Arts buildings can be beautiful models for community action

Published
12/03/2015 by

The advent of lottery funding in 1994 promised a golden age for new buildings in the arts – a period from which dance in particular benefited. Much-needed rehearsal studios and performance spaces appeared in cities across Britain, and in examples such as the Jerwood Dance House in Ipswich it wasn’t only dance that benefited, but local economic and cultural life.

Yet in austerity times, when cuts in government arts funding have totalled more than £80m, the potential of shiny new buildings has come under closer scrutiny. During the past two years it’s been hard to square the £189m spent on Birmingham’s state-of-the-art library with the fact that UK library services have been decimated and that Birmingham city council is now unable to afford the £10m annual running costs of its new library and is slashing opening hours and limiting acquisitions of new books.

The eagerness shown by the chancellor, George Osborne, and London mayor Boris Johnson to spend £1m on a study to “progress plans” for a new concert hall in London has sat uneasily with other Tory policies in regard to music, specifically the slashing of schools’ music provision and the downgrading of music within the national curriculum .

Osborne and Johnson were responding to Simon Rattle’s appointment as music director of the London Symphony Orchestra, and to his pleas for the capital to acquire a concert hall with a world-class acoustic. Rattle would commit such a hall to a programme of education and community work comparable to all that he’s developed with the Berlin Philharmonic. But the idea of public money being used to fund the running costs, if not the build, of such a venue feels deeply problematic when schoolchildren – the hall’s future audience – are having their access to music reduced.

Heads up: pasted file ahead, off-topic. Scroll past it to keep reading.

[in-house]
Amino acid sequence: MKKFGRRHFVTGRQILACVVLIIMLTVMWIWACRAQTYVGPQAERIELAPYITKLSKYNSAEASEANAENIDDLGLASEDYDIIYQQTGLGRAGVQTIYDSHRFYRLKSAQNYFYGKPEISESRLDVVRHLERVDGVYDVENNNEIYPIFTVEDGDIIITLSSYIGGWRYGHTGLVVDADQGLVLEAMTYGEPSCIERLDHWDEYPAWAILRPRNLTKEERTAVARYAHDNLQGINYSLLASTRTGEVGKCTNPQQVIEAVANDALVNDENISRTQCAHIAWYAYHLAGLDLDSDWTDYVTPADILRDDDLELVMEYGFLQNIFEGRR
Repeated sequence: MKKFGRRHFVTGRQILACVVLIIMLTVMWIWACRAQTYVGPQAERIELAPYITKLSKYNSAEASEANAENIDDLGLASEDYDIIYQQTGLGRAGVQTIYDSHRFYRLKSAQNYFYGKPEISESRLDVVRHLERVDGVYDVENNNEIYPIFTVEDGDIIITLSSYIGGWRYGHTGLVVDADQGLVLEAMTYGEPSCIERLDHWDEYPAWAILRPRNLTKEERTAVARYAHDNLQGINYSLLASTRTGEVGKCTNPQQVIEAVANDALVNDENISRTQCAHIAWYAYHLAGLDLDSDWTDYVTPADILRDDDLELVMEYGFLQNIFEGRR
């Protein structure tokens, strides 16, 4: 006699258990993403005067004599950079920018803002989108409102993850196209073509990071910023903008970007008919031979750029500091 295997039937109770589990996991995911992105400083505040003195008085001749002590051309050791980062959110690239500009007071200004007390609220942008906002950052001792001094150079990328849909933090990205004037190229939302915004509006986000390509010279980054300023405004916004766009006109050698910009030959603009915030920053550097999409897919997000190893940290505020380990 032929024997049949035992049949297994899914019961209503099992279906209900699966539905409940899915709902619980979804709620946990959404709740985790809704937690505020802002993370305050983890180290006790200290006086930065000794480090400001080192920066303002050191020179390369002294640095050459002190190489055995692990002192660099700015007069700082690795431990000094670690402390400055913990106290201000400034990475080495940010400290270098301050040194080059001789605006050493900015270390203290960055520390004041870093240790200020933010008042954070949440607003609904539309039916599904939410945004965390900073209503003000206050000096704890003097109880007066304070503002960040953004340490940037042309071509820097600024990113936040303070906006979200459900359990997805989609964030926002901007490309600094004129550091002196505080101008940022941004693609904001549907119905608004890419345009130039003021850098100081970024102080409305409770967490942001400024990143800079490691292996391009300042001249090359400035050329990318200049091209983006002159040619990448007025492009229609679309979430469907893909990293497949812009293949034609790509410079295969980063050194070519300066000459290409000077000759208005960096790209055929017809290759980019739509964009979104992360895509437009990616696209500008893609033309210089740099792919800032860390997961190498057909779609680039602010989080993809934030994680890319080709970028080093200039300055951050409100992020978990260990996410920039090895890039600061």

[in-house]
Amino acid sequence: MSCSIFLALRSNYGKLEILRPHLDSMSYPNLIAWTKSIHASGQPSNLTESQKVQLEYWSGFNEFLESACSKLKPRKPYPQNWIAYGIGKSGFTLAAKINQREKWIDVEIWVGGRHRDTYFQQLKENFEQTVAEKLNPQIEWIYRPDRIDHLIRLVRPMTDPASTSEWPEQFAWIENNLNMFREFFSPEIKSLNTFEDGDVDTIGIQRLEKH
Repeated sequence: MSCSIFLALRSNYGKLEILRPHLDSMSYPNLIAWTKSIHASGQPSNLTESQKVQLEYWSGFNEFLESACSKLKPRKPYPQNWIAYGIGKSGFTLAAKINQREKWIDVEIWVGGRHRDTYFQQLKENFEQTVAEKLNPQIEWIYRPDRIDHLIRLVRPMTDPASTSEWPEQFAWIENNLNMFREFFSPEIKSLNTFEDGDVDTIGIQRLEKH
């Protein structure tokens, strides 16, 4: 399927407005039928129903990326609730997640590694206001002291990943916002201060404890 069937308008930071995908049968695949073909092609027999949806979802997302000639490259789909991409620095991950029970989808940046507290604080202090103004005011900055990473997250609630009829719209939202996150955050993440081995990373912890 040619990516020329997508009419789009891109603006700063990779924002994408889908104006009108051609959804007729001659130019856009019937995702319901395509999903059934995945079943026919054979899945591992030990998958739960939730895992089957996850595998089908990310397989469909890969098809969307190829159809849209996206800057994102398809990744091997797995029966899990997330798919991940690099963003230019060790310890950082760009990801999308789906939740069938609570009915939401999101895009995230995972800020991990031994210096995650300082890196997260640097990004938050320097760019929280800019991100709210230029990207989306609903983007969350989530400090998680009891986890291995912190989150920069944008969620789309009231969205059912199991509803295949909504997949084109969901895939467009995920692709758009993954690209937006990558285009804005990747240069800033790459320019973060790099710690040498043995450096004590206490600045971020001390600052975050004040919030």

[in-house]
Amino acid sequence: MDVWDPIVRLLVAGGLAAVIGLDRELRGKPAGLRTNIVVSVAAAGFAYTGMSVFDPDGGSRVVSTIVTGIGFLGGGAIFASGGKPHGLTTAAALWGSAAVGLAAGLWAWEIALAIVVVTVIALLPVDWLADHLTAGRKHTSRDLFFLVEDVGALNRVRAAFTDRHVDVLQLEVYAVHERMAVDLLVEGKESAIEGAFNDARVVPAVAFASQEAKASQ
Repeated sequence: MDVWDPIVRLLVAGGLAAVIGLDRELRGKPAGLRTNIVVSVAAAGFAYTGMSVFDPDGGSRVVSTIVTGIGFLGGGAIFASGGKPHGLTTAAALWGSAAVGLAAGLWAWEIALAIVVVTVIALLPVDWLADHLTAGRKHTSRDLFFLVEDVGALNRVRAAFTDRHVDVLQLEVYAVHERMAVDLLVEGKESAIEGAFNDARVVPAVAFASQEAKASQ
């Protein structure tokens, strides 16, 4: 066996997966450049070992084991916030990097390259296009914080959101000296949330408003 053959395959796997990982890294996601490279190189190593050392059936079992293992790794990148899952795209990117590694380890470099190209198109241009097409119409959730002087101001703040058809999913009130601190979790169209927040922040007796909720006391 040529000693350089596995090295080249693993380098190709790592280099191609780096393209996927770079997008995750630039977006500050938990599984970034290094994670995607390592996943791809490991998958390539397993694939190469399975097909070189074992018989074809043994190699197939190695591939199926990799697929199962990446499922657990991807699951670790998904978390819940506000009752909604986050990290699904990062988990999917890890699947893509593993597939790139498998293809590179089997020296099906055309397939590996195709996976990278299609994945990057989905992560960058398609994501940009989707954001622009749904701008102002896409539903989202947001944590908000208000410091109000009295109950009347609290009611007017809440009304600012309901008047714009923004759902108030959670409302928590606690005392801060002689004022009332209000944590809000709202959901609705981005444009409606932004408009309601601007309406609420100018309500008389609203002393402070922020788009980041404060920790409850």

New buildings can be necessary and inspiring, but must come with a vision of how they can benefit the widest possible spread of performers and audience.

Two years ago, Rambert dance company moved into their new £20m home on London’s South Bank, a building that was paid for by roughly two-thirds private and one-third public money. The company’s former Chiswick base in was defunct – a notice in one studio warned that “jumping” was not permitted “due to structural weakness”. But the company have had to justify the expense and privilege of their new home, and have done so by giving free studio time to community dance classes, offering rehearsal space and mentoring services to their affiliate companies New Movement Collective and the Alexander Whitley Dance Company, and offering studios for rent half-price to other independent companies..

This is fine and honourable on Rambert’s part, but London still has a community of underpaid and underfunded dance artists who struggle to find places to work. Studios in the capital can cost upwards of £25 an hour to rent and many are not available for extended blocks of time. London is thriving as a world capital of dance, but there’s a danger that this may change. As in New York – once a creative playground because of its cheap rents and empty loft spaces – the rising price of property may soon drive the talent away.

One solution has been offered by The Creation Space – a pioneering initiative by the Point in Hampshire that provides subsidised studio space and accommodation. This means that small, city–based companies such as Vincent Dance Theatre or BalletBoyz can stay in the building and have 24/7 access to a studio.

An even more visionary solution is the plan outlined by choreographer Wayne McGregor for the studio complex that he and his company Random will be occupying from 2016. This is part of an arts and commercial campus that’s being created in the former press and broadcasting building at Olympic Park. As with Rambert, McGregor and his dancers will be prime users of their space, but at least one studio will be extensively available to others. And here’s the brilliant thing. Rather than pay rent, dance artists will be asked to work on projects with schools and groups – trading time, energy and skill rather than precious money.

If this clever scheme works, it will be win-win for everybody. It will extend state-of-the-art facilities to the neediest dance sectors; it will embed dance in the local area (taking up the slack of what schools might once have provided), and it will demonstrate that a new arts building can be much so more than a beautifully designed and costly venue. It can be a model for a community in action.